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. Doesn't everyone who works in exchange for money objectify themselves by selling their labour? If I'm not careful we'll be dissecting the whole of S6 (in fact, wasn't that the point Spike was making when he said "Service me" in DMP?)
Selling your body is not the same as selling hamburger *see the eyeroll Buffy gives him when he says that line :)

Don't disagree but women who enjoyed sex could still be sent to an asylum for nymphomania
What did Freud say about women who enjoyed sex?

I don't know what "class" Darla would be. I'm actually not sure when prostitution became a considered a deviance. I don't think it was for the Ancient Greeks. There's an argument that says the Ripper's victims weren't prostitutes but labelled as such to place the blame on them. I'm pretty sure something similar happened with the Yorkshire Ripper.
Society sees prostitutes as less than other women. I do find it hard to believe that a woman with money would go into prostitution, but you never know
 

Professor Walsh

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So what is with with girls and women? if men are not into bad girls why are woman so into bad boys, not trying to make this into another bangel vs spuffy debate but we all know the major appeal of spike was the bad boy attitude and we know, most of the spike fan base were girls who fantasied about him. this is a pattern seen in other ficion like Damon (vampire diaries), Chuck Bass (gossip girl) and Draco Malfoy (harry potter).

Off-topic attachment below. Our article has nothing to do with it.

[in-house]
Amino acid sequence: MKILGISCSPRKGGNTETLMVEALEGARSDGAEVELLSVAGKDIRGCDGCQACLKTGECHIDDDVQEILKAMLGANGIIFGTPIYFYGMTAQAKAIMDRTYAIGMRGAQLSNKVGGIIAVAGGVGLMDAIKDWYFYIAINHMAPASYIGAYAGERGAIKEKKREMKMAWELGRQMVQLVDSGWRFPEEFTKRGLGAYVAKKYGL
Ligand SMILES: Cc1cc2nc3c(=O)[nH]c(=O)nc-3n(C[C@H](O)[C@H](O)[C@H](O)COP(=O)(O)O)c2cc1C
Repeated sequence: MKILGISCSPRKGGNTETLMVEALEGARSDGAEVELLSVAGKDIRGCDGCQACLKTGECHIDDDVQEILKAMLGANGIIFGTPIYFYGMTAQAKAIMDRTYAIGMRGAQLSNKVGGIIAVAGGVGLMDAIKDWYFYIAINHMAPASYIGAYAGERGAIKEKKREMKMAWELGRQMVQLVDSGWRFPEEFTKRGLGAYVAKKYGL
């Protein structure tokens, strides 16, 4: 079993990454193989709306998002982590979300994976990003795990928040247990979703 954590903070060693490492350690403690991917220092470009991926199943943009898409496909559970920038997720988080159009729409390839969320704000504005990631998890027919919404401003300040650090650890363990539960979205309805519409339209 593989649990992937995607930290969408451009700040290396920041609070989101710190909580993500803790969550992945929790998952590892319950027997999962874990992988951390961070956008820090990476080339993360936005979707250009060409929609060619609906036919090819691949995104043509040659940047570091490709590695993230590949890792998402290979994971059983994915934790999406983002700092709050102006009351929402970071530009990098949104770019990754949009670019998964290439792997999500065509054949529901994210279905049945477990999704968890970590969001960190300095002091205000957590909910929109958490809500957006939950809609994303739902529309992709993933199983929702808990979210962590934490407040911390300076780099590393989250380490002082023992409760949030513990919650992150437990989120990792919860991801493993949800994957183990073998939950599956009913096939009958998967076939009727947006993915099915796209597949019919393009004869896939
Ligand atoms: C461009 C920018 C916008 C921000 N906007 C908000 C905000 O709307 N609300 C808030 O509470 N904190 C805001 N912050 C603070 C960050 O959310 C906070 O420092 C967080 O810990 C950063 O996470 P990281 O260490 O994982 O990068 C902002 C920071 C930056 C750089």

There is a long history of the bad boy being viewed as more interesting than the nice guy. How many girls have dreamed of rescuing Heathcliff rather than marrying Edgar Linton, thinking that Christine Daaé should have chosen the Phantom over Raoul or swooned over Danny Zuko, only to mention a few? Looking back at the romance novels I read in my youth (if you belong in the Nordic countries, you know Margit Sandemo), I remember how much I loved the stories with the storyline Buffy Summers mentioned: Where the love interest acts as a gruffy bastard towards everyone in the beginning, but then our heroine breaks down the walls he's built around himself and - surprise!- there is such a lovely person behind the gruffy mask. The older I get, the less healthy I find this trope. I think too many young women enter a relationship believing that they can bring out something in a man that she (thinks she) sees. That is dangerously close to entering a relationship wanting to change the other person.